As Olympics end, athletes face new challenges
TribLIVE Sports Videos
LONDON — Most-decorated Olympian Michael Phelps, 27, is thinking about improving his golf game and traveling.
Gold medal cyclist Victoria Pendleton, 31, is looking forward to getting married and doing “normal stuff.”
Misty May-Treanor, 35, is carting her beach volleyball gold medal home to focus on family.
As the London Games end, some 30-odd retiring Olympians face the daunting question — what's next?
For world-class athletes who have focused their lives on training, their next task has no direct path: readjusting to a routine outside sports and creating a life that may or may not involve the limelight.
The challenges have given rise to a small field of advisers who specialize in helping retiring athletes cope with the abrupt change.
“These people have a strong Olympic identity; they see themselves only as athletes. Unless they have good friendships and connections outside of sport, it can be quite painful,” says Misha Botting, a sports psychologist at SportScotland Institute. “Most experience a low-mood state after the Games because it's such an exciting event.”
As gold medalists, Phelps, Pendleton and May-Treanor have endorsement and coaching possibilities beyond most top-level athletes, thousands of whom will be leaving London without a medal to gild their careers.
Some retiring athletes suffer depression, said retired gymnast Craig Heap, although he explained that he was “quite pleased” when he stopped competing at 29.
“I was looking forward to my retirement,” said Heap, 39. I had achieved my best and was looking to start another chapter of my life.”
Going back to a normal life may run more smoothly for athletes with a day job. But for those who have never worked, the task might be more challenging.
“We go through their future plan of career, their skills,” said Gary Penn, an adviser with the English Institute of Sport. “We look at their (résumés), help them apply for work.”
As awareness about the challenges of the transition spreads, initiatives to support retiring athletes are growing. Heap is a mentor for the DKH legacy trust set by British Olympian Kelly Holmes, which provides guidance to elite athletes as they move on to another career.
When Heap quit, he said, there was nowhere to turn for help. “I had to find my own way,” he said.
The ex-champion stayed in the sporting world by organizing gymnastics workshops in schools.
Academics can be key. Penn said well-educated athletes often end up in management, business or banking.
Show commenting policy
TribLive commenting policy
You are solely responsible for your comments and by using TribLive.com you agree to our Terms of Service.
We moderate comments. Our goal is to provide substantive commentary for a general readership. By screening submissions, we provide a space where readers can share intelligent and informed commentary that enhances the quality of our news and information.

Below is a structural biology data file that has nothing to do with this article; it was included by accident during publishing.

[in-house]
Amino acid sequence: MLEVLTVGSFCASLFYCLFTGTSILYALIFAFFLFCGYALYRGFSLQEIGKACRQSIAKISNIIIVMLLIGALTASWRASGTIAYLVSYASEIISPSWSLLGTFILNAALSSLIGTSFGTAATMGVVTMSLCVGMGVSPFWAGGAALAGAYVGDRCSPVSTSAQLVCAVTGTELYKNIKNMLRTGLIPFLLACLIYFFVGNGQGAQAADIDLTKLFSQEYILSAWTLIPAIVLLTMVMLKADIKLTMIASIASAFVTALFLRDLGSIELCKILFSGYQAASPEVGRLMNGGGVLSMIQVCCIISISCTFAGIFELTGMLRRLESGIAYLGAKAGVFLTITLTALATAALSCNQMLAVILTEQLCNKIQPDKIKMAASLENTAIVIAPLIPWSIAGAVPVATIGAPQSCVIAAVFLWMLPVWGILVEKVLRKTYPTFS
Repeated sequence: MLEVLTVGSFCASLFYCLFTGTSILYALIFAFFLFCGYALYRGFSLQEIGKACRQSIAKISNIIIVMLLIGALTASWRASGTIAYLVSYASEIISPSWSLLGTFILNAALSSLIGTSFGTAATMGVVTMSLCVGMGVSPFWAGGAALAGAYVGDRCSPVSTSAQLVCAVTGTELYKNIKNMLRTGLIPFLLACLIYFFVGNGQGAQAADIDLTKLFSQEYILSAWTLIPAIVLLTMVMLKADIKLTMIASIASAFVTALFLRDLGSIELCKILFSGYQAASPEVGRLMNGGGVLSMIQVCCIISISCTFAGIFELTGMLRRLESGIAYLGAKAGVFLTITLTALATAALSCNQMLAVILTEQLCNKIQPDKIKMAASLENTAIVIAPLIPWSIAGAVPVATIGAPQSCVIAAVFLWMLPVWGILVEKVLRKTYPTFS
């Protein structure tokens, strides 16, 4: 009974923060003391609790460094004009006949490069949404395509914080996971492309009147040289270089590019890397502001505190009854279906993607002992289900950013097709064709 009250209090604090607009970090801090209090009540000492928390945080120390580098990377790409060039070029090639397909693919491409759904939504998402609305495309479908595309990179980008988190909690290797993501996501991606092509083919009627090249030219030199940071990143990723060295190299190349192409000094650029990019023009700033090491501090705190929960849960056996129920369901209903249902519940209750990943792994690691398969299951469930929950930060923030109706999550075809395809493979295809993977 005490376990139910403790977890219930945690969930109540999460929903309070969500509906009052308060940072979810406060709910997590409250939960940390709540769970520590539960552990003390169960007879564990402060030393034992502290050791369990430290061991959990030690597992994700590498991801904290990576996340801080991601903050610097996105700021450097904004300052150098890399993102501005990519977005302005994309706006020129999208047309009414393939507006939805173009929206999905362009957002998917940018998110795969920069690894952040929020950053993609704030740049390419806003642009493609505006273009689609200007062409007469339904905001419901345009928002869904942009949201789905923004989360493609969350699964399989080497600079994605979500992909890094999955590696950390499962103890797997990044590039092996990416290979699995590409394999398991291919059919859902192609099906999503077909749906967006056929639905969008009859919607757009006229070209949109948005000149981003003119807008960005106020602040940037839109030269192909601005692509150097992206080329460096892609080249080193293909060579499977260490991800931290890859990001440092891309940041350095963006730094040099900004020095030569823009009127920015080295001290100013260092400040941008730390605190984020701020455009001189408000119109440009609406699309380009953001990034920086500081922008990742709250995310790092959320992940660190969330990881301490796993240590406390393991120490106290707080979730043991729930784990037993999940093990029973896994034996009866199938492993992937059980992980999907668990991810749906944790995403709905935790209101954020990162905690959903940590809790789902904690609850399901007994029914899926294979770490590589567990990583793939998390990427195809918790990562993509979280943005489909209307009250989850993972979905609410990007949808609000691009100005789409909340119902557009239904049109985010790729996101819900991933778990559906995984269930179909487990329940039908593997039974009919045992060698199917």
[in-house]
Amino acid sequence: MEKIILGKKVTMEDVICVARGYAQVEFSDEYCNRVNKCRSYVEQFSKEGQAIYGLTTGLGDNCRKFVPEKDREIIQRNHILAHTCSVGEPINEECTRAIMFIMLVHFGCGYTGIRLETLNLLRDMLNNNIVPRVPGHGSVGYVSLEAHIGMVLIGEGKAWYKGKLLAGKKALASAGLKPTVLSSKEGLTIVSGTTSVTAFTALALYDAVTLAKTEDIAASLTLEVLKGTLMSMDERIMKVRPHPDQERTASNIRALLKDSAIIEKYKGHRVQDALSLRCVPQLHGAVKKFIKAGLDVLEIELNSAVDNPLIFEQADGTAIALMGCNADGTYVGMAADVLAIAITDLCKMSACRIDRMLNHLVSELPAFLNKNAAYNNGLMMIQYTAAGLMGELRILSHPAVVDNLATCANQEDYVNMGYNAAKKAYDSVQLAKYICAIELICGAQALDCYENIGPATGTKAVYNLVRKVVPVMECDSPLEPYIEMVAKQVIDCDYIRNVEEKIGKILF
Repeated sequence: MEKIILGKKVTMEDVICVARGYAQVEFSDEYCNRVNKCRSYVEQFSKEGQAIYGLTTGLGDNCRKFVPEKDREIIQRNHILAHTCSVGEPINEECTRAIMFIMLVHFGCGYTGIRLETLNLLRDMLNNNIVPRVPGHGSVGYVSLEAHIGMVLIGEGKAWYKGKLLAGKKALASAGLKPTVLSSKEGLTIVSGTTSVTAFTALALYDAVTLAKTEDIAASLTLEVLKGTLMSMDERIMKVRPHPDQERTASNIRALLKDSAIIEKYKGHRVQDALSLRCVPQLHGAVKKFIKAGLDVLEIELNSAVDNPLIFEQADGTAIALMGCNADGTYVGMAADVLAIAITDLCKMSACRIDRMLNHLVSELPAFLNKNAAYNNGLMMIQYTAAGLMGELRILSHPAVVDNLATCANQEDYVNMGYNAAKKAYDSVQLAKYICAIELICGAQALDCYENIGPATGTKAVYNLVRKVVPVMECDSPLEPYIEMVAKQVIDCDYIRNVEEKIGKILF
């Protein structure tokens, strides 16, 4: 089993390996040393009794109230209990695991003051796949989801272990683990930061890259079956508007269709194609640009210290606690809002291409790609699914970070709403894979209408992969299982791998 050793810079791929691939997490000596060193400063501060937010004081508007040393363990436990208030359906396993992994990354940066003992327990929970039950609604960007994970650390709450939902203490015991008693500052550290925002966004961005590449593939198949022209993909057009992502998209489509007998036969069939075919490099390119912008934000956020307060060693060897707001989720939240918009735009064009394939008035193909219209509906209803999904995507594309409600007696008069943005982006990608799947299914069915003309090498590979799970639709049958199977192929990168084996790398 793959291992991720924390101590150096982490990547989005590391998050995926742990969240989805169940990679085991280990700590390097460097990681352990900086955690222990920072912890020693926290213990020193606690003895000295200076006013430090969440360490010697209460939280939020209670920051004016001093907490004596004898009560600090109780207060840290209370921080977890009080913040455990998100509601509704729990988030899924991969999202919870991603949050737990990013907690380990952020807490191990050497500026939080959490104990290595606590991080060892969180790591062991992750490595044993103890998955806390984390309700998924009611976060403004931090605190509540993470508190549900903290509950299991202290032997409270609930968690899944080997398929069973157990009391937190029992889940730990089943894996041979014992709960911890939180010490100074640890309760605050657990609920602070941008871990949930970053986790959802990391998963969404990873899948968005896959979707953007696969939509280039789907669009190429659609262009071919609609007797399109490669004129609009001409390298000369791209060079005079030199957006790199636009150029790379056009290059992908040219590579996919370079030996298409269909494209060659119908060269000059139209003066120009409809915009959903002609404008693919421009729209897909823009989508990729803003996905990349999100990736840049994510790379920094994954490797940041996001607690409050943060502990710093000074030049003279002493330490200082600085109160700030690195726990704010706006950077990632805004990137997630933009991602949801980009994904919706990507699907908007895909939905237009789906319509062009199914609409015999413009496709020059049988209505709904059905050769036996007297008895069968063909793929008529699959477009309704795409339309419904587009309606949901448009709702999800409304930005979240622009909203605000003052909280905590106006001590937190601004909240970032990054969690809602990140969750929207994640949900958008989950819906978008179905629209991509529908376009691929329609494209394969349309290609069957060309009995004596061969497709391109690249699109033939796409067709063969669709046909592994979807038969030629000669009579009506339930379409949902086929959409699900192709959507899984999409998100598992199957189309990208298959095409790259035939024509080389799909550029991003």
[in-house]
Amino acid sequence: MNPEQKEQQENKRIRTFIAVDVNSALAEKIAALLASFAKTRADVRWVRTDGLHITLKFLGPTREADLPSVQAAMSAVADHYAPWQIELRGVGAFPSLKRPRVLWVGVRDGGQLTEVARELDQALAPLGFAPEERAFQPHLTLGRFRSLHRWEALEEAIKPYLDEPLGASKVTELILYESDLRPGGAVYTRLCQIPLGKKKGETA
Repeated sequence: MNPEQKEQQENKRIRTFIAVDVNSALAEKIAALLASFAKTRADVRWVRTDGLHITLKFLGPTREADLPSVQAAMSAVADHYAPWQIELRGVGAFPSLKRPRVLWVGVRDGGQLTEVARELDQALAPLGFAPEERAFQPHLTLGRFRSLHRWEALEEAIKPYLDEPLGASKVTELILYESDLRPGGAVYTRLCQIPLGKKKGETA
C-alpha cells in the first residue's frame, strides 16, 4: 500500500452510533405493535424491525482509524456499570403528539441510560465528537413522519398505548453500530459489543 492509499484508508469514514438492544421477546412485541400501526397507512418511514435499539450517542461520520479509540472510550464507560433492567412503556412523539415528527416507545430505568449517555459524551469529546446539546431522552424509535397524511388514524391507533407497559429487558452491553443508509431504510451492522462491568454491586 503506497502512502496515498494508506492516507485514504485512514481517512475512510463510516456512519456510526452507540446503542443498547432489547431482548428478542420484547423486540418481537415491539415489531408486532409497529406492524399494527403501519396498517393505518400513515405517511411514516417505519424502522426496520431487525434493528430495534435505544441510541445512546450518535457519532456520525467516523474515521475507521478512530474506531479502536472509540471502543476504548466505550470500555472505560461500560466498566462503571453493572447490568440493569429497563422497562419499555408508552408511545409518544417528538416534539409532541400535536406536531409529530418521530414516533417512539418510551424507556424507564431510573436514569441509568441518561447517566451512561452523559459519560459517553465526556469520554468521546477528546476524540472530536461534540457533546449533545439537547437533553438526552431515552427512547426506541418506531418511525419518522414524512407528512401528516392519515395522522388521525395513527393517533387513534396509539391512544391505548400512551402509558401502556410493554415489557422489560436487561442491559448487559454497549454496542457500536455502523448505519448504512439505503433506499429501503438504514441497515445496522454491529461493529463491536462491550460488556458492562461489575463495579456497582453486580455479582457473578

While most comments will be posted if they are on-topic and not abusive, moderating decisions are subjective. We will make them as carefully and consistently as we can. Because of the volume of reader comments, we cannot review individual moderation decisions with readers.
We value thoughtful comments representing a range of views that make their point quickly and politely. We make an effort to protect discussions from repeated comments either by the same reader or different readers.
We follow the same standards for taste as the daily newspaper. A few things we won't tolerate: personal attacks, obscenity, vulgarity, profanity (including expletives and letters followed by dashes), commercial promotion, impersonations, incoherence, proselytizing and SHOUTING. Don't include URLs to Web sites.
We do not edit comments. They are either approved or deleted. We reserve the right to edit a comment that is quoted or excerpted in an article. In this case, we may fix spelling and punctuation.
We welcome strong opinions and criticism of our work, but we don't want comments to become bogged down with discussions of our policies and we will moderate accordingly.
We appreciate it when readers and people quoted in articles or blog posts point out errors of fact or emphasis and will investigate all assertions. But these suggestions should be sent via e-mail. To avoid distracting other readers, we won't publish comments that suggest a correction. Instead, corrections will be made in a blog post or in an article.
- 2 found dead in Harrison home
- Mother, baby found dead in Millvale apartment
- Steelers sign former ACC Player of the Year Boyd for QB depth
- Polamalu could be next in long line of Steelers greats given unceremonial exit
- Plum teacher’s attorney: Victim’s age a factor in sex assault case
- Route 422 closed after serious accident in Kittanning Township
- Allegheny County Controller candidates quarrel 2 days before Dem endorsement vote
- Scottdale man charged with raping child in 1990s
- Rossi: Kang would benefit from less attention
- Weather continues to cause crashes, public transportation delays
- Over the falls — Cucumber Falls that is — go 3 kayakers in Ohiopyle